Should a school district be sued for the gym teacher teaching dodge ball when it results in a torn ACL/MCL?
My Opinion: Yes, the idea behind dodgeball is to hurt someone. It's not a sport, it's a stupid game. The goal of school isn’t to teach students to hurt one another. Students playing the game wear no protection, like they do in football or hockey, and there are no rules designed to protect the weak students. Even in boxing they wear protective equipment. Teachers teaching dodge ball are idiots who should be sued and fired. But this is my personal opinion and not what I think legally.
Question: What are my best options if my son was injured in a PE class?
Question Detail: I have just received the results from my sons x-rays and MRI, which indicates a torn ACL and partially torn MCL. These will require surgery in the very near future; it also will have a major impact on his future with Coast Guard Academy. The injury occurred in a physical education class at his school, not an extra-curricular sport. This upsets me naturally, but to compound the issue, he was also denied medical attention on that specific day. The teacher denied him of going to clinic/nurse, even though he asked several times and there was immediate indications on knee, of the injury (redness, swelling within minutes of incident, he sat down the rest of class). The school is on summer session and therefore very few people are there and the ones I talk to can't tell me anything other than come back when the new school year starts. I was specifically asking for an approved list of physical education activities, with no such luck. It's my impression they do not have such a list. This occurred playing a cross-version of Dodgeball and Capture the Flag, in which kids are throwing balls at each other, in an attempt to get then other out, while trying to get the other teams flag. A collision occurred with another student as my son was dodging an incoming ball. The unprofessionalism of the school staff, is very sad and denying my son medical attention is crossing the line. I see some places on-line where the school could be held liable, but I see others where they are not.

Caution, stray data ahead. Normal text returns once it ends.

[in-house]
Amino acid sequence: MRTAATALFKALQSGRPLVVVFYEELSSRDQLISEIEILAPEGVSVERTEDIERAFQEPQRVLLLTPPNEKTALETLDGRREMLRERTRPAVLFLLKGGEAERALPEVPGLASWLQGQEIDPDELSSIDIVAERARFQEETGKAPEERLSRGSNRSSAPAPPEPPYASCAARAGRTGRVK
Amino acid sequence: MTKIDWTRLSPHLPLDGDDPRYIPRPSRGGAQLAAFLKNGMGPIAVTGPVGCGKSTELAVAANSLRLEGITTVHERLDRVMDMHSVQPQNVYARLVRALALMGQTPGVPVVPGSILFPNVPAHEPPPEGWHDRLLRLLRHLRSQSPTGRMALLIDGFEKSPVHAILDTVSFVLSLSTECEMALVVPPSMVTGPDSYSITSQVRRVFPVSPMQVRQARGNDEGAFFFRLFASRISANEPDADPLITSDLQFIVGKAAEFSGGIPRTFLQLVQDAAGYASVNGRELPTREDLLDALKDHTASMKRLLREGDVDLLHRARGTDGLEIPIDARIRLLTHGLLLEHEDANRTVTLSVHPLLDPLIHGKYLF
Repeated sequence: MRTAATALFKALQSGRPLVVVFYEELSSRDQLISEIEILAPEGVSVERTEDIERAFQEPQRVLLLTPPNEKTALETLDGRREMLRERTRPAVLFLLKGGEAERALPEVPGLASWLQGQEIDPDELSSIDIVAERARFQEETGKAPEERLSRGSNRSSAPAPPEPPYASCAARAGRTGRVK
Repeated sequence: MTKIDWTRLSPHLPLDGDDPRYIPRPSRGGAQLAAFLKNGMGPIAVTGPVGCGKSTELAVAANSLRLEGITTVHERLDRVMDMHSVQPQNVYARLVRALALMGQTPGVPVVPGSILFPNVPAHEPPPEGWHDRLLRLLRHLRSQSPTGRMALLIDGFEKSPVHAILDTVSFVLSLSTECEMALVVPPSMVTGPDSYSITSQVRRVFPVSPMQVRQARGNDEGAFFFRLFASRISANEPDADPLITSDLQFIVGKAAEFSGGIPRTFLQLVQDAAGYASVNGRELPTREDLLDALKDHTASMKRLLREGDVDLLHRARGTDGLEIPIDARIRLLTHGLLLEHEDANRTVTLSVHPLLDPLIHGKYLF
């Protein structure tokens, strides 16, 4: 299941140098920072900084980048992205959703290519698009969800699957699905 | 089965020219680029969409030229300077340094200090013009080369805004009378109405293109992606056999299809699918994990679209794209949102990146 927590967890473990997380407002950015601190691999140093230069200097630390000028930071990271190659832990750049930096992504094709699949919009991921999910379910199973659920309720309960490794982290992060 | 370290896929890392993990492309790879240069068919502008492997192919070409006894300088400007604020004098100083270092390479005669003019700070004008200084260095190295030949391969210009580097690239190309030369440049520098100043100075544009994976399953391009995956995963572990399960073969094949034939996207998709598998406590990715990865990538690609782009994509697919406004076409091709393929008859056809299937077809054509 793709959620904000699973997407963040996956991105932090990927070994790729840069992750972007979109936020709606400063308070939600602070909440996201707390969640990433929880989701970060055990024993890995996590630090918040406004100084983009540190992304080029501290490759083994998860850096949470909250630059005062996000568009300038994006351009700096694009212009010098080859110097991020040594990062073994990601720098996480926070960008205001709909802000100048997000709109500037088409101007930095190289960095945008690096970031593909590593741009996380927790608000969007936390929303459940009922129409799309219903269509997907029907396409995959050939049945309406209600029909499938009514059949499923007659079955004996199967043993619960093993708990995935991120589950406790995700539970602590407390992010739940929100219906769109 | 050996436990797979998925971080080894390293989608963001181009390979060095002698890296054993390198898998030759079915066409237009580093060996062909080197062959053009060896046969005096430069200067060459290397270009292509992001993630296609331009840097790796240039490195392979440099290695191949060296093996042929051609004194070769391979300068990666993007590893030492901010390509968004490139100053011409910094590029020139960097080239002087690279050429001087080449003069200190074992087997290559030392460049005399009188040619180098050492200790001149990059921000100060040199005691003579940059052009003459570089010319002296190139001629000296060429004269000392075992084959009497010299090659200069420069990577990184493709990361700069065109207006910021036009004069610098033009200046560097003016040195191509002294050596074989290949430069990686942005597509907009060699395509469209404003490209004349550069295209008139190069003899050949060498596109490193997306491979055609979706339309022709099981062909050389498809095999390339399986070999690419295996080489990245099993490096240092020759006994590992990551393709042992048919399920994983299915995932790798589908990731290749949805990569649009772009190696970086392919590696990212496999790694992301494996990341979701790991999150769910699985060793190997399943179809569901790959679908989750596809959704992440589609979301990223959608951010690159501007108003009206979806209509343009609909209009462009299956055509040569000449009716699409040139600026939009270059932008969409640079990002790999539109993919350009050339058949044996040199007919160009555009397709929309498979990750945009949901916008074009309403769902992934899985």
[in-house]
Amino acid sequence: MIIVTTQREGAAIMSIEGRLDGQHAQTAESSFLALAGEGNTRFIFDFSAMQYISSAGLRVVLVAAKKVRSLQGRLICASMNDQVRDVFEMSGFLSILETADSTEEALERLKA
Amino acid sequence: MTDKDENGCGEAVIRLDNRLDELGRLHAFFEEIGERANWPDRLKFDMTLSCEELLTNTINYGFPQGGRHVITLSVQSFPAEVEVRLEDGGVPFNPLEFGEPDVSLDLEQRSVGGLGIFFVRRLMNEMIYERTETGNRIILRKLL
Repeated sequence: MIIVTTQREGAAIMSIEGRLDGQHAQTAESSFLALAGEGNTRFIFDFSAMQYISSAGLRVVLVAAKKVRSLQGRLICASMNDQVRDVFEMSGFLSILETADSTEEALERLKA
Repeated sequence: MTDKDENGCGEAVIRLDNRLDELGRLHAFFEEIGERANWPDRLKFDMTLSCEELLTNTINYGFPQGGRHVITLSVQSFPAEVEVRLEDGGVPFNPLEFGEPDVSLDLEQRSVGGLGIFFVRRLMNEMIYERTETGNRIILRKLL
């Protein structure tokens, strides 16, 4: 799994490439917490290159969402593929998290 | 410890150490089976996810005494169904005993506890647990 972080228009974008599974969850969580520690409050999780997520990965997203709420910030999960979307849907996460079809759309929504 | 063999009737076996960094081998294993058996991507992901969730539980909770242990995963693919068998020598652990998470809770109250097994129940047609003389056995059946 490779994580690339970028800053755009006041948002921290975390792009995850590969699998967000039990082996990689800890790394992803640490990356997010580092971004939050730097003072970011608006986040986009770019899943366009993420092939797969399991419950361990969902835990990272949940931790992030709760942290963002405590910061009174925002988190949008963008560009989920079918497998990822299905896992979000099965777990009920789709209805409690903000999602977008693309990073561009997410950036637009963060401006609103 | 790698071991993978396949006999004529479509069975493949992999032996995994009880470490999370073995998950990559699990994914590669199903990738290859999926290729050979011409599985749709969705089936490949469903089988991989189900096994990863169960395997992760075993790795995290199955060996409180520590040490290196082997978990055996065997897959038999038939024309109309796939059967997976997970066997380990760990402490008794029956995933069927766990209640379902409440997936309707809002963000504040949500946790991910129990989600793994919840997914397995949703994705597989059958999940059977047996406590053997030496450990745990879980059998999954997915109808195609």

Answer: Well yours is a good question, but not one I see very often and have never represented a student for an injury that happened in a PE class, let alone one involving dodge ball. I've represented a student with a severed finger from shop class but never a torn ACL/MCL from a game where the idea was to do just that, hurt another student. When I was in high school we called it "Murderball". Dodgeball is a stupid game that I see as physically risky and presenting a high risk of an injury; it's is one encouraging bullying with the main goal being to physically harm another student. It's mostly the aggressive bullies who like this stupid game because they get to pound the crap out of the smaller weaker kids. Teachers who allow it should be fired and my guess is the teachers who teach it are themselves bullies. Go find a lawyer to do the research in your district and who can then file the claim with EMC. EMC insures most of the school districts in Iowa.
So what should you do? You need to find a lawyer who can get all the facts and research the standards that apply to your school district. A recent Iowa Supreme Court case discusses loco parentis and liability on the part of a school for failing to properly supervise. While the Mitchell vs Cedar Rapids Community School District case involves criminal activity off campus during non-school fuctions the legal concepts would seem to lend themselves to your situation.
Dodgeball is a game in which players on two teams try to throw large balls at each other while avoiding being hit themselves. In the United States, the game is typically played among children 6-12 in elementary school. However, internationally, the sport has also emerged as a popular middle school, high school and college sport. It is also popular in informal settings and is often played on a playground, in a gym, or in organized recreational leagues.